Gasoline prices rose in the aftermath of the hurricanes, boosting overall inflation in September. Still, on a 12‑month basis, PCE price inflation in September, at 1.6 percent, remained below the Committee’s longer-run objective; core PCE price inflation, which excludes consumer food and energy prices, was only 1.3 percent. Many participants judged that much of the recent softness in core inflation reflected temporary or idiosyncratic factors and that inflation would begin to rise once the influence of these factors began to wane. Most participants continued to think that the cyclical pressures associated with a tightening labor market were likely to show through to higher inflation over the medium term.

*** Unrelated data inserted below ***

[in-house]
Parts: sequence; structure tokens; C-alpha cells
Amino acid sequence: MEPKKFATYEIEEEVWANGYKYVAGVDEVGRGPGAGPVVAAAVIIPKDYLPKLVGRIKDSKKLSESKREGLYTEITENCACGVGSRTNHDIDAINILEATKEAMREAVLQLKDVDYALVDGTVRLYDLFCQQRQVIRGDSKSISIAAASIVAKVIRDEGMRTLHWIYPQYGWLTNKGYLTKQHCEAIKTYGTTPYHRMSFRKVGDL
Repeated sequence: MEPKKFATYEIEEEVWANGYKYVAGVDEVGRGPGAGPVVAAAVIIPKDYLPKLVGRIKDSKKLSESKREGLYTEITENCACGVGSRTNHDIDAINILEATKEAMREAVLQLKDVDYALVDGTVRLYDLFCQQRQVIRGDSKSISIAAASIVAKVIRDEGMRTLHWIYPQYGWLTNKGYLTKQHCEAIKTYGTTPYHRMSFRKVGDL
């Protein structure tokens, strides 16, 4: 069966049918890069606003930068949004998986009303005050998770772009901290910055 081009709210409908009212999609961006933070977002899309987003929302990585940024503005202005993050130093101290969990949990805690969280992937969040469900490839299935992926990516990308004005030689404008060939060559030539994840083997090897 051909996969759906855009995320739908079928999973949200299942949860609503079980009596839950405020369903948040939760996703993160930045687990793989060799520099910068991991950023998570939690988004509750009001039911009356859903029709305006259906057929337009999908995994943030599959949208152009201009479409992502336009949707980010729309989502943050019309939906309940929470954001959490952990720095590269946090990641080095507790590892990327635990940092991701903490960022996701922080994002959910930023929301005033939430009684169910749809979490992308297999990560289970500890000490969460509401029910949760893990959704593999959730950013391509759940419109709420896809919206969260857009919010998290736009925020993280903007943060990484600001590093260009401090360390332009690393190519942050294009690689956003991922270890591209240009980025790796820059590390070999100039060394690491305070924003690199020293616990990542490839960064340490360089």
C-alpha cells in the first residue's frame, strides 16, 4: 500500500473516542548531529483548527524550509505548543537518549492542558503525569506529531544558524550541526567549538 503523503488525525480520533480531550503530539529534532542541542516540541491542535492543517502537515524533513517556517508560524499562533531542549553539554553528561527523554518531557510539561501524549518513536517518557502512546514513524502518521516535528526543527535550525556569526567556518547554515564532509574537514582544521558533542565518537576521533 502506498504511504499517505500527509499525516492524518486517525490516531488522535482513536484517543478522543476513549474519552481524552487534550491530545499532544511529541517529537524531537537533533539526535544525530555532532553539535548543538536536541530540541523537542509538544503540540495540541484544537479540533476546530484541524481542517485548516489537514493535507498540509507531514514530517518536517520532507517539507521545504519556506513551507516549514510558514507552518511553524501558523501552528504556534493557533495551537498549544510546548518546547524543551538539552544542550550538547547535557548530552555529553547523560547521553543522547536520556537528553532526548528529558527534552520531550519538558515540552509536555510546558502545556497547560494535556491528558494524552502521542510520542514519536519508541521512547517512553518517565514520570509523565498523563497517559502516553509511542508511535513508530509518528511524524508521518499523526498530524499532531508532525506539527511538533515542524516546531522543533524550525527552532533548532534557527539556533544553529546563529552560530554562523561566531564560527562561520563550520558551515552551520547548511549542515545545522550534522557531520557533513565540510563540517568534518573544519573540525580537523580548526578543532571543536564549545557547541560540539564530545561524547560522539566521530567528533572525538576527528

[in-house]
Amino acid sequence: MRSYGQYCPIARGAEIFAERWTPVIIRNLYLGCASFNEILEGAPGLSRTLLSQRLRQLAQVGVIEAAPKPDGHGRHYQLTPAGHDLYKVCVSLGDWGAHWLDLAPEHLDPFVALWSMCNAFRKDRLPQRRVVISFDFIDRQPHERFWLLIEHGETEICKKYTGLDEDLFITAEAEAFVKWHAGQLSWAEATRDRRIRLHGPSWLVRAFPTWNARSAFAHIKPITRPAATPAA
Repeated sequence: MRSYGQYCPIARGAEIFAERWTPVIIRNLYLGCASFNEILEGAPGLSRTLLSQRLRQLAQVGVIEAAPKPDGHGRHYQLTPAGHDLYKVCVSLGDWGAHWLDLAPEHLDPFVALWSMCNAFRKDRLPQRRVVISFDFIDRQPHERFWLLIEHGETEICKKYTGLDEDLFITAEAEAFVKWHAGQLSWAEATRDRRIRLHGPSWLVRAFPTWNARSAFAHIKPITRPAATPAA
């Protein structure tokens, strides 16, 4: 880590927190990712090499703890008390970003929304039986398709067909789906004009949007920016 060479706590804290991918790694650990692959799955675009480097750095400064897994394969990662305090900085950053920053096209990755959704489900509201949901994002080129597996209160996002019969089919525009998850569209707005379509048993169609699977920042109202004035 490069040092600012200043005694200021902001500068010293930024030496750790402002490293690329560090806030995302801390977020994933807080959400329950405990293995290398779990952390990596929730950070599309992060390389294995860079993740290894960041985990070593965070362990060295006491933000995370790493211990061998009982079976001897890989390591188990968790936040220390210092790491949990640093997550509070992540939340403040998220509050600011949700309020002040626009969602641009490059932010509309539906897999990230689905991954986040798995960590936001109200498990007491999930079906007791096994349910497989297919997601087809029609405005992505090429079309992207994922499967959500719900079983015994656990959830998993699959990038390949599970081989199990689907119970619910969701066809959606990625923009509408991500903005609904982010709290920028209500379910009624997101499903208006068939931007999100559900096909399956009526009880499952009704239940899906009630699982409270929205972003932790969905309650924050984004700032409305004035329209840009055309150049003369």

With core inflation readings continuing to surprise on the downside, however, many participants observed that there was some likelihood that inflation might remain below 2 percent for longer than they currently expected, and they discussed possible reasons for the recent shortfall. Several participants pointed to a diminished responsiveness of inflation to resource utilization, to the possibility that the degree of labor market tightness was less than currently estimated, or to lags in the response of inflation to greater resource utilization as plausible explanations for the continued soft readings on inflation. A few noted that secular influences, such as the effect of technological innovation in disrupting existing business models, were likely offsetting cyclical upward pressure on inflation and contributing to below-target inflation.